Ronald Muwenda Mutebi II was coronated in 1993. Photo: Baganda Kingdom/Twitter

By Kudra Maliro

Thousands of Ugandans, colourfully dressed in traditional costumes, gathered in the capital Kampala this week to celebrate the 30th anniversary of the coronation of the Kabaka (king) of Buganda, Ronald Muwenda Mutebi II. He is the leader of Baganda people, one of the country's main ethnic groups.

The Baganda people revere their king even though his role in governance is ceremonial. Photo: Buganda Kingdom/Twitter.

Ronald Muwenda Mutebi II greeted the crowd amid the sound of energising royal drums. "This is a moment of joy," said Charles Peter Mayiga, Prime Minister of Buganda.

There are about 14 million people in the Buganda Kingdom making it the largest kingdom in Uganda. Photo: Getty

The Baganda people are viscerally attached to their monarchy. Therefore thye came out en mass to show celebrate the current the "Kabaka" (King), Ronald Muwenda Mutebi II.

In traditional dress, a white tunic called "Kanzu" for the men and colourful dresses called "Bitenge" for the women, the crowd prayed for the monarch.

The Baganda people have a rich culture and influence in Uganda. Photo: Buganda Kingdom/Twitter

The first monarch of Buganda's Kintu dynasty, Kato Kintu, helped unite the kingdom in the 13th century. Over the course of the 18th and 19th centuries, Buganda developed into one of the largest and most powerful states in East Africa.

Buganda Kingdom is the largest kingdom in present-day East Africa encompassing the central region of Buganda, including the Ugandan capital, Kampala.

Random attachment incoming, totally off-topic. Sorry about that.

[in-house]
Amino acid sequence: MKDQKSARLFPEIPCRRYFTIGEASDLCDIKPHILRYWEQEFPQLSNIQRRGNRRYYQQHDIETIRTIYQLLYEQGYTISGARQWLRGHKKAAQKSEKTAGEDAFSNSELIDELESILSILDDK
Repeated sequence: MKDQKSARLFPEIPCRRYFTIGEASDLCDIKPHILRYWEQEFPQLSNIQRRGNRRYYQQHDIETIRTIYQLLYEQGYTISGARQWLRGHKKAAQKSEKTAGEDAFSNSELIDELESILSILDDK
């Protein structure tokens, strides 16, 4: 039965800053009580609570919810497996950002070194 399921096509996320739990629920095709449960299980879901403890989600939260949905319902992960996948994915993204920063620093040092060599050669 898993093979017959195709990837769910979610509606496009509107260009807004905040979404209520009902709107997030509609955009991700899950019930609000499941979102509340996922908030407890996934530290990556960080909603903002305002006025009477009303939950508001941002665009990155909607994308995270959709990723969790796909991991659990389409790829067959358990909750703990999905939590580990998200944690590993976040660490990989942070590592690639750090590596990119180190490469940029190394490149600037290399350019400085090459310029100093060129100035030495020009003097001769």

Ronald Muwenda Mutebi II, the king of the Baganda was coronated in 1993. Photo: Buganda Kingdom/Twitter

Following Uganda's independence in 1962, the kingdom was abolished during the administration of Uganda's first Prime Minister Milton Obote in 1966 who declared Uganda a Republic.

The 'Kabaka' (king) was symbolically re-established in 1993 by current President Museveni but with weaker powers.

The kingdom has about 14 million accounting for around 16% of Uganda's population.

The Kingdom of Baganda was scrapped in the 1960's before being brought back in the 1980's. Photo: Buganda Kingdom/Twitter.

"We are here to celebrate the coronation but also to pray for the good health of our king and that he continues to rule his kingdom", said Annet Nakafeero, a 34-year-old shop assistant who had come to the festivities with her four-year-old daughter.

Students performed songs and dances during the celebration at the royal palace in the hills of Kampala thrilling traditional leaders and government officials

As many Africans, traditions and cultures in Baganda are passed from generation to generation. Photo: Buganda Kingdom/Twitter

The Buganda King is generally ceremonial. But he has huge influence over his subjects and is highly revered.

TRT Afrika